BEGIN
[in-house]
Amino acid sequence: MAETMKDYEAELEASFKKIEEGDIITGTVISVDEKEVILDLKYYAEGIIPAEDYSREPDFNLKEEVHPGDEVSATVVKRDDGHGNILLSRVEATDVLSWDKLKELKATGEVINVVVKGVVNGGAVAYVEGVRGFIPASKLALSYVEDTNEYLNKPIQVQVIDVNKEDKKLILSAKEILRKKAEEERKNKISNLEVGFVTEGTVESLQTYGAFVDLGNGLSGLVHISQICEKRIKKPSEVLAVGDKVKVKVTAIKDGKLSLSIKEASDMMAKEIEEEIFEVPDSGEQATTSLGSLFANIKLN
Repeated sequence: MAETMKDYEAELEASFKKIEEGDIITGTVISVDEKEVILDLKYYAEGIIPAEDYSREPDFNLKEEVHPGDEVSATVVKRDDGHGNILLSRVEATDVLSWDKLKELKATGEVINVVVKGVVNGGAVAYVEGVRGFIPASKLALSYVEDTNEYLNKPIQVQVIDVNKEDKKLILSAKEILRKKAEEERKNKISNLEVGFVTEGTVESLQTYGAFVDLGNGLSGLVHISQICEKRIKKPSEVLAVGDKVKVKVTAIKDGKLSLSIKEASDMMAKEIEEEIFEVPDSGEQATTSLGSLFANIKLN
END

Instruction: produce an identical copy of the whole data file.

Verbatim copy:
[in-house]
Amino acid sequence: MAETMKDYEAELEASFKKIEEGDIITGTVISVDEKEVILDLKYYAEGIIPAEDYSREPDFNLKEEVHPGDEVSATVVKRDDGHGNILLSRVEATDVLSWDKLKELKATGEVINVVVKGVVNGGAVAYVEGVRGFIPASKLALSYVEDTNEYLNKPIQVQVIDVNKEDKKLILSAKEILRKKAEEERKNKISNLEVGFVTEGTVESLQTYGAFVDLGNGLSGLVHISQICEKRIKKPSEVLAVGDKVKVKVTAIKDGKLSLSIKEASDMMAKEIEEEIFEVPDSGEQATTSLGSLFANIKLN
Repeated sequence: MAETMKDYEAELEASFKKIEEGDIITGTVISVDEKEVILDLKYYAEGIIPAEDYSREPDFNLKEEVHPGDEVSATVVKRDDGHGNILLSRVEATDVLSWDKLKELKATGEVINVVVKGVVNGGAVAYVEGVRGFIPASKLALSYVEDTNEYLNKPIQVQVIDVNKEDKKLILSAKEILRKKAEEERKNKISNLEVGFVTEGTVESLQTYGAFVDLGNGLSGLVHISQICEKRIKKPSEVLAVGDKVKVKVTAIKDGKLSLSIKEASDMMAKEIEEEIFEVPDSGEQATTSLGSLFANIKLN